Construction Watch

Mizu Izakaya Nears Completion at Its Hot LoHi Corner

A new Japanese eatery is set to open in LoHi by the end of October. Mizu Izakaya, on the sought-after corner of 16th and Boulder streets, will be a modern izakaya, a dining experience best described as a Japanese pub with full bar and a range of small entrees. Beyond classic tapas-style izakaya dishes, Mizu will boast sushi, a raw bar, a wok station and even an "omakase room," with traditional low tables where only a chef's-choice menu is served each night.
At this new spot, brainchild of owner Hong Lee (of the East Moon restaurant group), the traditional izakaya experience meets the modern. In this, the golden age of LoHi restaurants, Lee wanted to do something that the area hasn't yet seen. "It's a totally new concept," says Lee. "Why not tie the new age with the old age and do something different, be different?"Lee beat out sixteen other potential contracts for the space, swooping in at the last moment when his plan to move into a nearby space now occupied by Sushi Ronin (at 2930 Umatilla Street) fell through. Mizu Izakaya was serendipitously granted this corner space, says Lee, adding: "It was meant to be." The restaurant occupies more than 3,000 square feet, with upwards of 150 seats inside and an additional forty to fifty outside. A view from the patio's north edge looking onto downtown is something that will have to wait for warmer weather for guests to enjoy. 

Mizu's menu will feature rolled sushi classics, nigiri and sashimi made from the fresh catches of Lee's worldwide network of seafood vendors. The raw bar will serve oysters on the half shell, beef tataki, new-style salmon and hamachi ceviche, among other highlights. 
Lee plans to have a daily special based on the freshest catch; regular menu options will include pork and kimchi udon; ramen salad; shrimp and grits with bacon; miso-marinated cream cheese; three types of donburi; king crab tempura with sweet ponzu; and chicken and frog-leg karaage. The owner notes that it's important for his kitchen to stay true to the traditional dishes of izakaya — appealing to those diners who know what to expect — while also offering something new and unique to his restaurant group by taking those diners out of their comfort zone.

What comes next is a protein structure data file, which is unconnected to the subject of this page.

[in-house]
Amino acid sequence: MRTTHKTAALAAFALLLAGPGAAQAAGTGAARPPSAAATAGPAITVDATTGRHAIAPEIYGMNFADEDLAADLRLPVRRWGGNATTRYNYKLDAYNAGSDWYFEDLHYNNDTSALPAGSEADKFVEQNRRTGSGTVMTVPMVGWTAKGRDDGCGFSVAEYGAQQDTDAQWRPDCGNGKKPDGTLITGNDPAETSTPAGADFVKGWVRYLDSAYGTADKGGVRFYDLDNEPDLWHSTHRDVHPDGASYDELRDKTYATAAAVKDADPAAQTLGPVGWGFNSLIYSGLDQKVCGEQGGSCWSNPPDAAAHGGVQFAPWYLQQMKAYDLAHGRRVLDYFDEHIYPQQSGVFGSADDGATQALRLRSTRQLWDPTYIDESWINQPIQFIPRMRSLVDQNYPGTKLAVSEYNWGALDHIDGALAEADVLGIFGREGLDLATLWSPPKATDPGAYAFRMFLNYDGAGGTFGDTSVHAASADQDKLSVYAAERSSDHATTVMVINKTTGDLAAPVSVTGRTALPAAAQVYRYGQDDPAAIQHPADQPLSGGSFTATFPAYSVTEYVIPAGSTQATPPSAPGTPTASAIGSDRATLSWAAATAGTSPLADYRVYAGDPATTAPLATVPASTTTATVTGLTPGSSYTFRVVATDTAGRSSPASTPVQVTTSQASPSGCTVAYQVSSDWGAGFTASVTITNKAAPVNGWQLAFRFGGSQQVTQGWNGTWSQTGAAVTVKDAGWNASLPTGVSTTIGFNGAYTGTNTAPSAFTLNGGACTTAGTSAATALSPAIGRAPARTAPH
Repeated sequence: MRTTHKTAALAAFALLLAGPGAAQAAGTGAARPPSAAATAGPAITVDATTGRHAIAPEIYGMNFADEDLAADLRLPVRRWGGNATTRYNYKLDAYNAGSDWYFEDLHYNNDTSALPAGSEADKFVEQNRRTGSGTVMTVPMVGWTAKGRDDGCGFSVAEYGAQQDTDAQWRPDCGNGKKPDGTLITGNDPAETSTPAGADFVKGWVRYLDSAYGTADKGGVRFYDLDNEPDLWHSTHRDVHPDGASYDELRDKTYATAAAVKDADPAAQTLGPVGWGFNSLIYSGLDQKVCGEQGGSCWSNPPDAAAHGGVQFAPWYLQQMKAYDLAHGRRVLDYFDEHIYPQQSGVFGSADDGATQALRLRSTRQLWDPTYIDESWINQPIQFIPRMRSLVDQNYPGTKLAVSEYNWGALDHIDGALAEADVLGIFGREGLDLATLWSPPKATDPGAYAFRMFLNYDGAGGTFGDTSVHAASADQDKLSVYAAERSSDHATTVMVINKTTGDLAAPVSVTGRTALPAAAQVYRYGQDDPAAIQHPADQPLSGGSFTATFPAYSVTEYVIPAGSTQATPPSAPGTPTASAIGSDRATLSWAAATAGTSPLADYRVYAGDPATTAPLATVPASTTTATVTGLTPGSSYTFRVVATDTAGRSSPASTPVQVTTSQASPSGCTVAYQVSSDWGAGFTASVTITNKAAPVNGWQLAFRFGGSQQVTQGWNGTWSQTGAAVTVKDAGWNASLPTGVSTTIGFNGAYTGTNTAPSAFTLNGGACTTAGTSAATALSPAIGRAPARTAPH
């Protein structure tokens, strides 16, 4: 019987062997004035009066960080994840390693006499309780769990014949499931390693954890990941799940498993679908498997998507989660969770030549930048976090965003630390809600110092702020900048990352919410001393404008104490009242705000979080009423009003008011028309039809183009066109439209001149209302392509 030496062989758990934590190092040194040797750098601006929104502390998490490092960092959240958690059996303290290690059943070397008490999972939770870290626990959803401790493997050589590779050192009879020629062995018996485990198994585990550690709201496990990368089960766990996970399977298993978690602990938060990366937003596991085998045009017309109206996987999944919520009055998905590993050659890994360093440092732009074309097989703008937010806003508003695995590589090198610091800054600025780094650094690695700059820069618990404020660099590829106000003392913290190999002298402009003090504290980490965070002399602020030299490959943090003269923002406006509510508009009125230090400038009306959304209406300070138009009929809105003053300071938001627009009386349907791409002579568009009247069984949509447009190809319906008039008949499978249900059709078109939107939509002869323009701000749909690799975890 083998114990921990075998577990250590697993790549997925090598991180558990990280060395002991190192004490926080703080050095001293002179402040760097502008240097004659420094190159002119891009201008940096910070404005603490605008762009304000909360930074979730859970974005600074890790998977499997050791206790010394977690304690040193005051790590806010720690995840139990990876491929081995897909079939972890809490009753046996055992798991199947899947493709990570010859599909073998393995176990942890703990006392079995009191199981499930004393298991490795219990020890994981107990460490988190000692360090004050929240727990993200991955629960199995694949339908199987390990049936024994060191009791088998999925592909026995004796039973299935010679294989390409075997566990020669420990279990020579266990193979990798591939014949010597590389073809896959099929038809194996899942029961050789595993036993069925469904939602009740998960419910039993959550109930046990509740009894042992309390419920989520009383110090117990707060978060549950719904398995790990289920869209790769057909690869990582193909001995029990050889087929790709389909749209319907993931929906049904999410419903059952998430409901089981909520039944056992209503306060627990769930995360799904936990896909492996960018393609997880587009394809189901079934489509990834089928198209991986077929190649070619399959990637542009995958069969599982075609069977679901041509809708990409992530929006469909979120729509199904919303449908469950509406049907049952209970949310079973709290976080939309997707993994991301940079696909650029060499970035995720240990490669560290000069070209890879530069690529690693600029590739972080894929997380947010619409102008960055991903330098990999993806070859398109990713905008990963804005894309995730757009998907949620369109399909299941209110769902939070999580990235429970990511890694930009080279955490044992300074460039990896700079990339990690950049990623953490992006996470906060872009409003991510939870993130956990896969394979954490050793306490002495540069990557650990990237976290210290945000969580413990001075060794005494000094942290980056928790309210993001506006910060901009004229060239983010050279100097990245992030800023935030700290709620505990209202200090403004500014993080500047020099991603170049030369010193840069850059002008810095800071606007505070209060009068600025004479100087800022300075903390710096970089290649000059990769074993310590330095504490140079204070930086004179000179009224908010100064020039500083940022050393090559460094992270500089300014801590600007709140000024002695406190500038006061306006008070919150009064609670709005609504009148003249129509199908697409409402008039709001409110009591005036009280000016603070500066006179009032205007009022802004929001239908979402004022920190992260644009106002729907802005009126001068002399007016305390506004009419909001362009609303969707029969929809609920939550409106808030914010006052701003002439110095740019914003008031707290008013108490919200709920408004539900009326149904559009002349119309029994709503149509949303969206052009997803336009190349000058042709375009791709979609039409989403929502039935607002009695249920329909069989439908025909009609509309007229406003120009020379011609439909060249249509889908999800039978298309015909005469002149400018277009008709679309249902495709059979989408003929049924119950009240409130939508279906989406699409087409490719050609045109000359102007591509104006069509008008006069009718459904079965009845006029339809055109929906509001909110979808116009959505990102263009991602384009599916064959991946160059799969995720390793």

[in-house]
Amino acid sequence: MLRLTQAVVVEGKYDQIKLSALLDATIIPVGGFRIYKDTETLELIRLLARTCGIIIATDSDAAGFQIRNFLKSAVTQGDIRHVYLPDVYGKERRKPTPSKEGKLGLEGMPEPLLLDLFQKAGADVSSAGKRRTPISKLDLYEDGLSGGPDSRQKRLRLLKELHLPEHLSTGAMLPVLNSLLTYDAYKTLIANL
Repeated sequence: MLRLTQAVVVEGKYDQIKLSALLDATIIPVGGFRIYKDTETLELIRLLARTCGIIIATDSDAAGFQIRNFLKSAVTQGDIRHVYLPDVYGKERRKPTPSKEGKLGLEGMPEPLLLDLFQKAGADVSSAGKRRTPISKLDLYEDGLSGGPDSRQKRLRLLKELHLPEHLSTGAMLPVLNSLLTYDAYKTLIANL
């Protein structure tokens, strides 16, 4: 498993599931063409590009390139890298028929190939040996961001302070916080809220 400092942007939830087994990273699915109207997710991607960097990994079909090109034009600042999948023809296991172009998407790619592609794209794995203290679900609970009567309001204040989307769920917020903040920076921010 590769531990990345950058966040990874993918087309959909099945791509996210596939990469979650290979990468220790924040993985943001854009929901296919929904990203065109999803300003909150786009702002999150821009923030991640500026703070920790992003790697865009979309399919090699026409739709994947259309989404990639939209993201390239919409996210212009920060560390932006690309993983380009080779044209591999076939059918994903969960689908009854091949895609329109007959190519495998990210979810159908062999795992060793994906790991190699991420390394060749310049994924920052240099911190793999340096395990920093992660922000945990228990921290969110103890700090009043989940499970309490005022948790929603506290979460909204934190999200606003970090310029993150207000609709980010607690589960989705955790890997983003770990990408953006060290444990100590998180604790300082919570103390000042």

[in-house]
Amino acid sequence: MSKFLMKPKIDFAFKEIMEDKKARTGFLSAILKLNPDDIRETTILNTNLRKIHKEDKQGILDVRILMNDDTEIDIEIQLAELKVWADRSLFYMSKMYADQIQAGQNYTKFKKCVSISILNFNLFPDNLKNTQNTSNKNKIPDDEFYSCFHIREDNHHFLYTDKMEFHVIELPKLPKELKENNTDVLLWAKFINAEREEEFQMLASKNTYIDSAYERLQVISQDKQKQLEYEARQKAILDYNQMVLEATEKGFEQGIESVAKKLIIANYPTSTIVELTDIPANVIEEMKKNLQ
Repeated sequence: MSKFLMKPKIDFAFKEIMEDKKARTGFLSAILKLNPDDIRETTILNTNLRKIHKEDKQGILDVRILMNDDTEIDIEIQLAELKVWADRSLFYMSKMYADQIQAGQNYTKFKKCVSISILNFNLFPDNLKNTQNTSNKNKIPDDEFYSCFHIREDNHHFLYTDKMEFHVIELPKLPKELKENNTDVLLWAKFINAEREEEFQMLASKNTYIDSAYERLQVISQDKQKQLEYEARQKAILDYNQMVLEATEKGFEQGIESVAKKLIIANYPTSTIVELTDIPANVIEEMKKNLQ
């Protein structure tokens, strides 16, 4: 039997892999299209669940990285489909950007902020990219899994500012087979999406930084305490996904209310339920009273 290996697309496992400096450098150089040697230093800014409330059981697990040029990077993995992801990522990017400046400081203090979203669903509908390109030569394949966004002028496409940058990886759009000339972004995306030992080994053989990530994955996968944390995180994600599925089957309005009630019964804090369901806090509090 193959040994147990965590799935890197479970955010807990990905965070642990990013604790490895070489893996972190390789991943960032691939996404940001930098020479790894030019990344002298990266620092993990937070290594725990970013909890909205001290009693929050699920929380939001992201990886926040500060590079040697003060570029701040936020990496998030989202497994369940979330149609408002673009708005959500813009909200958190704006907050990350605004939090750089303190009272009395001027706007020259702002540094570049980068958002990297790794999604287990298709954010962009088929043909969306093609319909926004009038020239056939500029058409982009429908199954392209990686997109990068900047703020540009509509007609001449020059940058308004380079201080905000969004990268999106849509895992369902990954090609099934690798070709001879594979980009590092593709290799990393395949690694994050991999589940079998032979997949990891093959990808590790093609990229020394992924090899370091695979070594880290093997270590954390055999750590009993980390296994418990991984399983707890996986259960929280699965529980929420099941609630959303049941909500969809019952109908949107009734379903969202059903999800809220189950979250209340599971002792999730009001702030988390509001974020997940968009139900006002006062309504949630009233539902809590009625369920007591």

The bar program will include eight rotating beers on tap with a focus on Japanese and local breweries. There will also be a carefully selected roster of sakes (including one on tap), alongside an impressive variety of uncommon Japanese whiskeys. Lee mentions a potential future collaboration with a local brewery to create a special Mizu rice-based, Asian-spiced beer. He plans to go all out with a daily happy hour as well.
The aesthetic of the space echoes this old-meets-new concept, with metal light fixtures, ropes woven into latticework overhead, and dark wood accents by The Restoration Union (the same company that restored the interior of Avanti). In the entryway, your eyes are immediately drawn to a geisha mural by local artist Jher Seno, whose Stranger Things alleyway collaboration appeared in RiNo earlier this year and who has worked as an artist around the Mile High City since he was 15,  helping de-stigmatize street art in urban environments. Lee commissioned the artist and provided him an image of a classic geisha, to which Jher added his own style. 

Look for Mizu Izakaya to be open for dinner by the end of the month at 1560 Boulder Street, in the space formerly occupied by Cibo (a short-lived pizzeria), directly across the street from Lola Coastal Mexican.

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Lindsey Bartlett is a writer, photographer, artist, Denver native and weed-snob. Her work has been published in Vanity Fair, High Times and Leafly, to name a few.
Contact: Lindsey Bartlett